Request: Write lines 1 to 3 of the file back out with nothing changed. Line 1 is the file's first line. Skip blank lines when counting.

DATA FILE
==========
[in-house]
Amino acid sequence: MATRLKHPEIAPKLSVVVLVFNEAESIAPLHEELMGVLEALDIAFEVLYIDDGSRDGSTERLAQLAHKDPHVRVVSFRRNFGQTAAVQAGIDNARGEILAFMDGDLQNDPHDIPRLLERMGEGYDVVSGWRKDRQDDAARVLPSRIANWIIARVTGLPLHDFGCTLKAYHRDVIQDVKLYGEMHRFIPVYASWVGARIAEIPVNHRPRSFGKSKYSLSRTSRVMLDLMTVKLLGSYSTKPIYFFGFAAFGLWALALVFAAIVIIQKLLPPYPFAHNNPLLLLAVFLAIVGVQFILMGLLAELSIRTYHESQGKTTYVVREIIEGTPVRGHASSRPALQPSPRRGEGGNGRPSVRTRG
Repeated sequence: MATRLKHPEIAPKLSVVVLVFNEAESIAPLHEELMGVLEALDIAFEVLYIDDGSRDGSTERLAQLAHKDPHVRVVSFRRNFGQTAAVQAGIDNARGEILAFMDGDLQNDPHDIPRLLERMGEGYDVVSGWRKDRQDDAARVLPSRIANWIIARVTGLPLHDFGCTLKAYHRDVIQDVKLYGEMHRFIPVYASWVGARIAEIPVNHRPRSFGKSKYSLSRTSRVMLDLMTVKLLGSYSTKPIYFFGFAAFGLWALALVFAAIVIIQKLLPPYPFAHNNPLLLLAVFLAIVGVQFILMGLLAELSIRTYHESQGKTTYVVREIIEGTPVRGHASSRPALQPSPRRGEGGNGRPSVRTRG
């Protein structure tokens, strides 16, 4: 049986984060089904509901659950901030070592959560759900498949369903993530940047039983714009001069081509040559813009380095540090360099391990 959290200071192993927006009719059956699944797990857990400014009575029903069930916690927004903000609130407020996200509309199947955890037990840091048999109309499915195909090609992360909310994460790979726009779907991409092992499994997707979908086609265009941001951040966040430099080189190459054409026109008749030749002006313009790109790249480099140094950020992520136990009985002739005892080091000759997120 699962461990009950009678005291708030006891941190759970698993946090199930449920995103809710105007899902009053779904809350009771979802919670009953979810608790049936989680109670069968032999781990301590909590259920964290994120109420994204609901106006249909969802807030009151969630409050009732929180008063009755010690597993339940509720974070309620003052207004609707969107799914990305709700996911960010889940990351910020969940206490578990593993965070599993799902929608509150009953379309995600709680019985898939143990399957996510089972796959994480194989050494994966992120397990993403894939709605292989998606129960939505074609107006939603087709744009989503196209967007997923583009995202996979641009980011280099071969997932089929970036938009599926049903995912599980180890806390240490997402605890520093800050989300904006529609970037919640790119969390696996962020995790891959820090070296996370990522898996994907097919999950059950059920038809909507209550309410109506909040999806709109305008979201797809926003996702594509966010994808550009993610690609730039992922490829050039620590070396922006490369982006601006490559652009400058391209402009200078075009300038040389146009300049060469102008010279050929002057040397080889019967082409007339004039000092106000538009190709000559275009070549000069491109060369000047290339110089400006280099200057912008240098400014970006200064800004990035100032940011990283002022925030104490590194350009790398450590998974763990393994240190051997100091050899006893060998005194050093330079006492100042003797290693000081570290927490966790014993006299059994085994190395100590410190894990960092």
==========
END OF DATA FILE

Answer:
[in-house]
Amino acid sequence: MATRLKHPEIAPKLSVVVLVFNEAESIAPLHEELMGVLEALDIAFEVLYIDDGSRDGSTERLAQLAHKDPHVRVVSFRRNFGQTAAVQAGIDNARGEILAFMDGDLQNDPHDIPRLLERMGEGYDVVSGWRKDRQDDAARVLPSRIANWIIARVTGLPLHDFGCTLKAYHRDVIQDVKLYGEMHRFIPVYASWVGARIAEIPVNHRPRSFGKSKYSLSRTSRVMLDLMTVKLLGSYSTKPIYFFGFAAFGLWALALVFAAIVIIQKLLPPYPFAHNNPLLLLAVFLAIVGVQFILMGLLAELSIRTYHESQGKTTYVVREIIEGTPVRGHASSRPALQPSPRRGEGGNGRPSVRTRG
Repeated sequence: MATRLKHPEIAPKLSVVVLVFNEAESIAPLHEELMGVLEALDIAFEVLYIDDGSRDGSTERLAQLAHKDPHVRVVSFRRNFGQTAAVQAGIDNARGEILAFMDGDLQNDPHDIPRLLERMGEGYDVVSGWRKDRQDDAARVLPSRIANWIIARVTGLPLHDFGCTLKAYHRDVIQDVKLYGEMHRFIPVYASWVGARIAEIPVNHRPRSFGKSKYSLSRTSRVMLDLMTVKLLGSYSTKPIYFFGFAAFGLWALALVFAAIVIIQKLLPPYPFAHNNPLLLLAVFLAIVGVQFILMGLLAELSIRTYHESQGKTTYVVREIIEGTPVRGHASSRPALQPSPRRGEGGNGRPSVRTRG